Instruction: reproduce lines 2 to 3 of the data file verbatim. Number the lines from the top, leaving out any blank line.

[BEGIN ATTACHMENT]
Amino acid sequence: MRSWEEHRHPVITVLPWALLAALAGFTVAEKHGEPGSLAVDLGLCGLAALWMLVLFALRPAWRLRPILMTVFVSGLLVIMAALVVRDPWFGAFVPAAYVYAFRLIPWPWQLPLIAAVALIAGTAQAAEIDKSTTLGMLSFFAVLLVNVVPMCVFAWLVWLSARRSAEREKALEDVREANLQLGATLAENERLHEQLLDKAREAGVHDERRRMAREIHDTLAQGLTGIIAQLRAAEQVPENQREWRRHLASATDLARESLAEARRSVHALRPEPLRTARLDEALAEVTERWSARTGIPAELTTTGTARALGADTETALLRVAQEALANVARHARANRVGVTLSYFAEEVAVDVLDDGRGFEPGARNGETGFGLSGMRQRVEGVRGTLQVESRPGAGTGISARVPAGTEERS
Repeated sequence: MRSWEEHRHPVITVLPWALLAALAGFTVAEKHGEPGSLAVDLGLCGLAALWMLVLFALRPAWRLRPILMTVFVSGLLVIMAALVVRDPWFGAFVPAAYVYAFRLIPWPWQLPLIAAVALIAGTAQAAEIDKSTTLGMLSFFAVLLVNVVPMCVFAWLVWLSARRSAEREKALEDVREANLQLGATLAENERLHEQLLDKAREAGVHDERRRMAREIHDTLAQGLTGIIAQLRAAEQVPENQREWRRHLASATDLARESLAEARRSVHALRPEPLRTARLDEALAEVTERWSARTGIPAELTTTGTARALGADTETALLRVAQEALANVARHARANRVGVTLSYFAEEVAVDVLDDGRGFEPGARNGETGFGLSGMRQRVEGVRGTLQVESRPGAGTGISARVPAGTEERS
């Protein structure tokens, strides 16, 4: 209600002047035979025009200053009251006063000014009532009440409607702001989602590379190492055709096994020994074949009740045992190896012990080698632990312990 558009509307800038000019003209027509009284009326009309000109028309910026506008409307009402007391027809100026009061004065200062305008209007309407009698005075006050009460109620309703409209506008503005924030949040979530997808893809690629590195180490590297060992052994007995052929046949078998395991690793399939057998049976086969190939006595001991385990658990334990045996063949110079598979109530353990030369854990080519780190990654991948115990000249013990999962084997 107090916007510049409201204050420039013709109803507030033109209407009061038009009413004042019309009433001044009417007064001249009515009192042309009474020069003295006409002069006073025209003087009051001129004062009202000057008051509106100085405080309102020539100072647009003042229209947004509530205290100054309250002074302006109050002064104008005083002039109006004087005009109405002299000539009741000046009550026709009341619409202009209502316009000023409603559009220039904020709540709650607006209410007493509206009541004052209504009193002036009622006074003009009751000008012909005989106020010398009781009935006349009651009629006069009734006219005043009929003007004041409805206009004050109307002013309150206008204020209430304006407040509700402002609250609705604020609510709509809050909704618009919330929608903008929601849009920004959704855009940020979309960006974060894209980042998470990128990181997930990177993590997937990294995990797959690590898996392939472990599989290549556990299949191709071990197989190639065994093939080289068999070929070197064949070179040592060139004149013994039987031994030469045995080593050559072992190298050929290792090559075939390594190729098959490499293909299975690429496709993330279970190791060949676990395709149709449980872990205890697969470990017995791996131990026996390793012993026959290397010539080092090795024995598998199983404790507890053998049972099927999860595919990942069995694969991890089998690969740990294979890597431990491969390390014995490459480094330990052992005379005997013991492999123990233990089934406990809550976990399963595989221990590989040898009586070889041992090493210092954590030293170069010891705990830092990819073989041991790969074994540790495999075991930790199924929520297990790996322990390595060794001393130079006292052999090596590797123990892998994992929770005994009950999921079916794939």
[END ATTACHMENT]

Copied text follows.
Repeated sequence: MRSWEEHRHPVITVLPWALLAALAGFTVAEKHGEPGSLAVDLGLCGLAALWMLVLFALRPAWRLRPILMTVFVSGLLVIMAALVVRDPWFGAFVPAAYVYAFRLIPWPWQLPLIAAVALIAGTAQAAEIDKSTTLGMLSFFAVLLVNVVPMCVFAWLVWLSARRSAEREKALEDVREANLQLGATLAENERLHEQLLDKAREAGVHDERRRMAREIHDTLAQGLTGIIAQLRAAEQVPENQREWRRHLASATDLARESLAEARRSVHALRPEPLRTARLDEALAEVTERWSARTGIPAELTTTGTARALGADTETALLRVAQEALANVARHARANRVGVTLSYFAEEVAVDVLDDGRGFEPGARNGETGFGLSGMRQRVEGVRGTLQVESRPGAGTGISARVPAGTEERS
């Protein structure tokens, strides 16, 4: 209600002047035979025009200053009251006063000014009532009440409607702001989602590379190492055709096994020994074949009740045992190896012990080698632990312990 558009509307800038000019003209027509009284009326009309000109028309910026506008409307009402007391027809100026009061004065200062305008209007309407009698005075006050009460109620309703409209506008503005924030949040979530997808893809690629590195180490590297060992052994007995052929046949078998395991690793399939057998049976086969190939006595001991385990658990334990045996063949110079598979109530353990030369854990080519780190990654991948115990000249013990999962084997 107090916007510049409201204050420039013709109803507030033109209407009061038009009413004042019309009433001044009417007064001249009515009192042309009474020069003295006409002069006073025209003087009051001129004062009202000057008051509106100085405080309102020539100072647009003042229209947004509530205290100054309250002074302006109050002064104008005083002039109006004087005009109405002299000539009741000046009550026709009341619409202009209502316009000023409603559009220039904020709540709650607006209410007493509206009541004052209504009193002036009622006074003009009751000008012909005989106020010398009781009935006349009651009629006069009734006219005043009929003007004041409805206009004050109307002013309150206008204020209430304006407040509700402002609250609705604020609510709509809050909704618009919330929608903008929601849009920004959704855009940020979309960006974060894209980042998470990128990181997930990177993590997937990294995990797959690590898996392939472990599989290549556990299949191709071990197989190639065994093939080289068999070929070197064949070179040592060139004149013994039987031994030469045995080593050559072992190298050929290792090559075939390594190729098959490499293909299975690429496709993330279970190791060949676990395709149709449980872990205890697969470990017995791996131990026996390793012993026959290397010539080092090795024995598998199983404790507890053998049972099927999860595919990942069995694969991890089998690969740990294979890597431990491969390390014995490459480094330990052992005379005997013991492999123990233990089934406990809550976990399963595989221990590989040898009586070889041992090493210092954590030293170069010891705990830092990819073989041991790969074994540790495999075991930790199924929520297990790996322990390595060794001393130079006292052999090596590797123990892998994992929770005994009950999921079916794939």